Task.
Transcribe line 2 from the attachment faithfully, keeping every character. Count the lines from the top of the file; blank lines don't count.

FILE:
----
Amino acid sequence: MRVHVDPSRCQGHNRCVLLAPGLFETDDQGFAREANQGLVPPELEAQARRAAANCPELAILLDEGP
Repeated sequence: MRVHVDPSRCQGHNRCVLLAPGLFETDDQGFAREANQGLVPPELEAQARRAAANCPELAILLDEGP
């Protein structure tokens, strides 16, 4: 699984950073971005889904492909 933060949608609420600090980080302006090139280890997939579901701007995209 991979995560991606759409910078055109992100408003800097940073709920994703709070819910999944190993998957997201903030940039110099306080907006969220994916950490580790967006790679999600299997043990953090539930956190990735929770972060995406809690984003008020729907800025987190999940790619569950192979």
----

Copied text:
Repeated sequence: MRVHVDPSRCQGHNRCVLLAPGLFETDDQGFAREANQGLVPPELEAQARRAAANCPELAILLDEGP